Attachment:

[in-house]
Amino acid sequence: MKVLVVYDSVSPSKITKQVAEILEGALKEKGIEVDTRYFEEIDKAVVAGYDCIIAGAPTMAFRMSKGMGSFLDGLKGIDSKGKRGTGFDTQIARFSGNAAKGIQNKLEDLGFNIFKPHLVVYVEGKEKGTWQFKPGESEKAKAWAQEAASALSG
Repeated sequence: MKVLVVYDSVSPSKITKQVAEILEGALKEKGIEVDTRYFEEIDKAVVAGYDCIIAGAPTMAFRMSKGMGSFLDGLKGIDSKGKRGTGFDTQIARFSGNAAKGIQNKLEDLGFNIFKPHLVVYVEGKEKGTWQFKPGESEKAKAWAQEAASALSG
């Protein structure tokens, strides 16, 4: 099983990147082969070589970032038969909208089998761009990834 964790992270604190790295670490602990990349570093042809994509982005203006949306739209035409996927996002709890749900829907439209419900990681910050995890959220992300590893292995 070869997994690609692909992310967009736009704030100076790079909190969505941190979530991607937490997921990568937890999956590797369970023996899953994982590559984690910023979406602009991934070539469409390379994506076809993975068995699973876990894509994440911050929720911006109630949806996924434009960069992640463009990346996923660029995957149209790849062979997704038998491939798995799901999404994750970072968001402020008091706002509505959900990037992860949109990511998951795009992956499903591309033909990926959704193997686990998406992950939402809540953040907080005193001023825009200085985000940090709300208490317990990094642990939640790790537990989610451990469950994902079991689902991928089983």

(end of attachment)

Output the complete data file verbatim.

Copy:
[in-house]
Amino acid sequence: MKVLVVYDSVSPSKITKQVAEILEGALKEKGIEVDTRYFEEIDKAVVAGYDCIIAGAPTMAFRMSKGMGSFLDGLKGIDSKGKRGTGFDTQIARFSGNAAKGIQNKLEDLGFNIFKPHLVVYVEGKEKGTWQFKPGESEKAKAWAQEAASALSG
Repeated sequence: MKVLVVYDSVSPSKITKQVAEILEGALKEKGIEVDTRYFEEIDKAVVAGYDCIIAGAPTMAFRMSKGMGSFLDGLKGIDSKGKRGTGFDTQIARFSGNAAKGIQNKLEDLGFNIFKPHLVVYVEGKEKGTWQFKPGESEKAKAWAQEAASALSG
């Protein structure tokens, strides 16, 4: 099983990147082969070589970032038969909208089998761009990834 964790992270604190790295670490602990990349570093042809994509982005203006949306739209035409996927996002709890749900829907439209419900990681910050995890959220992300590893292995 070869997994690609692909992310967009736009704030100076790079909190969505941190979530991607937490997921990568937890999956590797369970023996899953994982590559984690910023979406602009991934070539469409390379994506076809993975068995699973876990894509994440911050929720911006109630949806996924434009960069992640463009990346996923660029995957149209790849062979997704038998491939798995799901999404994750970072968001402020008091706002509505959900990037992860949109990511998951795009992956499903591309033909990926959704193997686990998406992950939402809540953040907080005193001023825009200085985000940090709300208490317990990094642990939640790790537990989610451990469950994902079991689902991928089983």